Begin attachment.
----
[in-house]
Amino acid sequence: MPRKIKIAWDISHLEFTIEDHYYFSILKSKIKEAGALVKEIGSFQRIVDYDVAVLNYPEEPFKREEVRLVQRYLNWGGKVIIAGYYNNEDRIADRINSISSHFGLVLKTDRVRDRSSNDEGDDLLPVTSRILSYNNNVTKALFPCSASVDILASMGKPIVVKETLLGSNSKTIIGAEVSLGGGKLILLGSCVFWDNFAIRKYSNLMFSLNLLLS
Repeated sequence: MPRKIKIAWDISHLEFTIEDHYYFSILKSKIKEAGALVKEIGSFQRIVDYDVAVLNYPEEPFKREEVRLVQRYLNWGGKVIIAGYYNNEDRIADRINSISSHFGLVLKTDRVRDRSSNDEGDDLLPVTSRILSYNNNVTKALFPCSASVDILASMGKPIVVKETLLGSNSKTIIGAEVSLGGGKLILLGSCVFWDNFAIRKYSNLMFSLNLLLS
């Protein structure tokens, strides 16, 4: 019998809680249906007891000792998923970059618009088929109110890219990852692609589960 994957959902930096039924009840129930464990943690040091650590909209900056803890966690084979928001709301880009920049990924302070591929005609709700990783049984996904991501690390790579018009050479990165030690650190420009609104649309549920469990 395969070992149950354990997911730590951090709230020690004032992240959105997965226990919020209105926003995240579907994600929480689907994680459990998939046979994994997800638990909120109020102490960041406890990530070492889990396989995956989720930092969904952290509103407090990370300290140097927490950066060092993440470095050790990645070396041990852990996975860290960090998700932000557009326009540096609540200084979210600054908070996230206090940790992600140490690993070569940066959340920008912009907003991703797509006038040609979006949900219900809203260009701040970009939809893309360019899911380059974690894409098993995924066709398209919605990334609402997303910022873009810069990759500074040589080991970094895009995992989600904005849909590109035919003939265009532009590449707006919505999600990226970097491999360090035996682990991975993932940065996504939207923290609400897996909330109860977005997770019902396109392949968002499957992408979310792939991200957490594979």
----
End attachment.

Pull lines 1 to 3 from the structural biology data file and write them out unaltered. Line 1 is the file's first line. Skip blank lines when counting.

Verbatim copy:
[in-house]
Amino acid sequence: MPRKIKIAWDISHLEFTIEDHYYFSILKSKIKEAGALVKEIGSFQRIVDYDVAVLNYPEEPFKREEVRLVQRYLNWGGKVIIAGYYNNEDRIADRINSISSHFGLVLKTDRVRDRSSNDEGDDLLPVTSRILSYNNNVTKALFPCSASVDILASMGKPIVVKETLLGSNSKTIIGAEVSLGGGKLILLGSCVFWDNFAIRKYSNLMFSLNLLLS
Repeated sequence: MPRKIKIAWDISHLEFTIEDHYYFSILKSKIKEAGALVKEIGSFQRIVDYDVAVLNYPEEPFKREEVRLVQRYLNWGGKVIIAGYYNNEDRIADRINSISSHFGLVLKTDRVRDRSSNDEGDDLLPVTSRILSYNNNVTKALFPCSASVDILASMGKPIVVKETLLGSNSKTIIGAEVSLGGGKLILLGSCVFWDNFAIRKYSNLMFSLNLLLS